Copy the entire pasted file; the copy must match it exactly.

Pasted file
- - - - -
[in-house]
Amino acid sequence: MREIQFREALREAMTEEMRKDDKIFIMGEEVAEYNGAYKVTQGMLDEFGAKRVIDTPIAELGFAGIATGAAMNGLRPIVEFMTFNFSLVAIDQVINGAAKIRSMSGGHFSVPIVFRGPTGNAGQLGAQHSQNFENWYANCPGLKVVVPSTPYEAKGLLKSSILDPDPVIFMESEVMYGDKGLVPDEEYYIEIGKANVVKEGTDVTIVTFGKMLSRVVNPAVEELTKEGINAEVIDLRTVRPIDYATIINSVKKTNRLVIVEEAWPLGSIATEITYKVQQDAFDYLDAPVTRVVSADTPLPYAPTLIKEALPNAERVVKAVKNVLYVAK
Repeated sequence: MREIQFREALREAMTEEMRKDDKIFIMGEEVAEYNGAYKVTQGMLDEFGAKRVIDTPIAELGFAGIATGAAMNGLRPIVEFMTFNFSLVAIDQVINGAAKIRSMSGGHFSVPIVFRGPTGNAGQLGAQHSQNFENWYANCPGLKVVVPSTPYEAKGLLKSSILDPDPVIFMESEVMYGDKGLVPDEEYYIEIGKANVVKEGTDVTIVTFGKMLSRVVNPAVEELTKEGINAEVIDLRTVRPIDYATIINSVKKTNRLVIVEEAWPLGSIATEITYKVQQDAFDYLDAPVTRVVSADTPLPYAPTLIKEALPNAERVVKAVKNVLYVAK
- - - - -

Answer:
[in-house]
Amino acid sequence: MREIQFREALREAMTEEMRKDDKIFIMGEEVAEYNGAYKVTQGMLDEFGAKRVIDTPIAELGFAGIATGAAMNGLRPIVEFMTFNFSLVAIDQVINGAAKIRSMSGGHFSVPIVFRGPTGNAGQLGAQHSQNFENWYANCPGLKVVVPSTPYEAKGLLKSSILDPDPVIFMESEVMYGDKGLVPDEEYYIEIGKANVVKEGTDVTIVTFGKMLSRVVNPAVEELTKEGINAEVIDLRTVRPIDYATIINSVKKTNRLVIVEEAWPLGSIATEITYKVQQDAFDYLDAPVTRVVSADTPLPYAPTLIKEALPNAERVVKAVKNVLYVAK
Repeated sequence: MREIQFREALREAMTEEMRKDDKIFIMGEEVAEYNGAYKVTQGMLDEFGAKRVIDTPIAELGFAGIATGAAMNGLRPIVEFMTFNFSLVAIDQVINGAAKIRSMSGGHFSVPIVFRGPTGNAGQLGAQHSQNFENWYANCPGLKVVVPSTPYEAKGLLKSSILDPDPVIFMESEVMYGDKGLVPDEEYYIEIGKANVVKEGTDVTIVTFGKMLSRVVNPAVEELTKEGINAEVIDLRTVRPIDYATIINSVKKTNRLVIVEEAWPLGSIATEITYKVQQDAFDYLDAPVTRVVSADTPLPYAPTLIKEALPNAERVVKAVKNVLYVAK